“Vanity of vanities, saith the Preacher, vanity of vanities; all is vanity.” (Ecclesiastes 1:2 KJV)
What a switch from Proverbs! How do you compare the quest for wisdom, understanding, and a good name with this? Both being wise and not being foolish, perverse, or fat have specific dividends that eventually pay off. Often they pay of in measurable ways. Yet, how do you get to a stage later in life such that you can legitimately be quoted using a term like vanity, emptiness, or as though something were merely transitory? Somewhere you stopped looking at things merely for their usefulness and started asking if there is any real ultimate meaning there. There appears to be a time for everything, yet nothing new is accomplished. What is the use of doing so much and changing so little? Injustices are noted, but they do not seem less prevalent in our day than in his.
The conclusion of the matter was found in surrender. To fear God and keep His commands. The frustration for the manager is that he has been given the wisdom and the finances to handle most any situation. Yet, no matter how useful this or that is, it seems to contain so little meaning. It may be like the scientist who can accumulate great knowledge in the mechanics of how most anything works, but not have any grasp on why it works. Part of trusting in God, is to realize that the knowledge that God gives goes beyond how to do something as it genuinely answers why it needs to be done. I’m curious… Do you think that there may have been another layer to God’s blessing to Solomon back in 1 Kings 3? Though Solomon may not have understood it at the time, would by receiving everything material there be a chance that he might realize that he had nothing without God? Sometimes the extra blessings are in their own way a test to see if we will loose ourselves in the newly found fame and fortune or if we will keep our eyes on Him. In the quest to obtain that which was useful for managing a population, he received an opportunity to discover the necessity of surrender before God. When Solomon attributes the beginning of knowledge to God, how many layers of lessons do you think God was able to teach him? In contrast, how hopeless is the meaningless state of the fool who says that there is no God (see Psalm 53:1)?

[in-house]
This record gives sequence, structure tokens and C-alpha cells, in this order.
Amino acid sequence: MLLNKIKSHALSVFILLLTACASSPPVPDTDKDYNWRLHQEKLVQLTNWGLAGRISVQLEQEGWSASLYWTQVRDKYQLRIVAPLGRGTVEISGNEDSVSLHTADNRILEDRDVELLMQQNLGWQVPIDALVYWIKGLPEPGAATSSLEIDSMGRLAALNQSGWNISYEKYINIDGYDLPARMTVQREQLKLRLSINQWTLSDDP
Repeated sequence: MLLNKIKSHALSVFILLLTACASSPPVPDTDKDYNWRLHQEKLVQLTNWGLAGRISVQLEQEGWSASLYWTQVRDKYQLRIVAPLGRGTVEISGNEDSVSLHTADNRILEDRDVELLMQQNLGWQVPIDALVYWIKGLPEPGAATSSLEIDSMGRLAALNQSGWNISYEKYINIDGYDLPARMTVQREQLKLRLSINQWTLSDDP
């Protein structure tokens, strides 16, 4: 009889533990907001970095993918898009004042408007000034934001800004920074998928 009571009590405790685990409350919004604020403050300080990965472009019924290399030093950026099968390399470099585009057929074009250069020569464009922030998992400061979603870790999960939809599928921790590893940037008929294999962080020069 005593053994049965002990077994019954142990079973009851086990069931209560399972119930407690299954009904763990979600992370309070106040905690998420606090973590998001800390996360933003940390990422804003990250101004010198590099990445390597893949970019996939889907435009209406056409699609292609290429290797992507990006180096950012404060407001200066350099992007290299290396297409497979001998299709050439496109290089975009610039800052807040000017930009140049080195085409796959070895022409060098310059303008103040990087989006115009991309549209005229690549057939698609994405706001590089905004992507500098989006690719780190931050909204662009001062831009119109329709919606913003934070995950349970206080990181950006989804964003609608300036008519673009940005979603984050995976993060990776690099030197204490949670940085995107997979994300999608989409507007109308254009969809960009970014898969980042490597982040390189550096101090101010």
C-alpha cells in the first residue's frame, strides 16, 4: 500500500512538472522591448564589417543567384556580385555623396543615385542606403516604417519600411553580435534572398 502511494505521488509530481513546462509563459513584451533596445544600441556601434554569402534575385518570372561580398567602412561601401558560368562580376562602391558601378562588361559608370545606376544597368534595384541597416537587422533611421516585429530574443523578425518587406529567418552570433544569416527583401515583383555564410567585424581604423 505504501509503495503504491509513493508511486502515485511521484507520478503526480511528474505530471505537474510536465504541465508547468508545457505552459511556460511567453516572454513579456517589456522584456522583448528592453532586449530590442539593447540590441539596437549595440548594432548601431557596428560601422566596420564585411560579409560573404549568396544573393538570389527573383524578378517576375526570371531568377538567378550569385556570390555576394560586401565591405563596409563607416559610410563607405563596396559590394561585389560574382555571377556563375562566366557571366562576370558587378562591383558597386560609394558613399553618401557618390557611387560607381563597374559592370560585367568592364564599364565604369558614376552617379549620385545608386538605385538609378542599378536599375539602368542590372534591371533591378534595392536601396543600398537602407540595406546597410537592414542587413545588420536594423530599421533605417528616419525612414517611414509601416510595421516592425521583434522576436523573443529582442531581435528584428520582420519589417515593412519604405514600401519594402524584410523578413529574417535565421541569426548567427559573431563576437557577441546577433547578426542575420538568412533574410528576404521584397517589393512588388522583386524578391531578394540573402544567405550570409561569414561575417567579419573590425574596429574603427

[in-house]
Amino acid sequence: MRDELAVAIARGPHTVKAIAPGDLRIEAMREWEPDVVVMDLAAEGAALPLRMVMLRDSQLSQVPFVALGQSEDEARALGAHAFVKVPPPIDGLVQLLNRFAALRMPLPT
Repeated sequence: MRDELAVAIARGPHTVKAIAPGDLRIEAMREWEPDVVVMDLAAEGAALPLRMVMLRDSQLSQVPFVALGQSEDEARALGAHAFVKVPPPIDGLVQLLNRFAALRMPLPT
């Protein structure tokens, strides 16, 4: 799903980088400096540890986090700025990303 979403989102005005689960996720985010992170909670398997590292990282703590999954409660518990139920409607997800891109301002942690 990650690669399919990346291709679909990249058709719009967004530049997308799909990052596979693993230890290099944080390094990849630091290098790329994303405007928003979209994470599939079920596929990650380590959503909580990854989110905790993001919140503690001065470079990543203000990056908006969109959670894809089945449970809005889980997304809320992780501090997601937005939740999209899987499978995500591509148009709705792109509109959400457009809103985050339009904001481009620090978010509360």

“The fear of the LORD is the beginning of knowledge: but fools despise wisdom and instruction.” (Proverbs 1:7 KJV)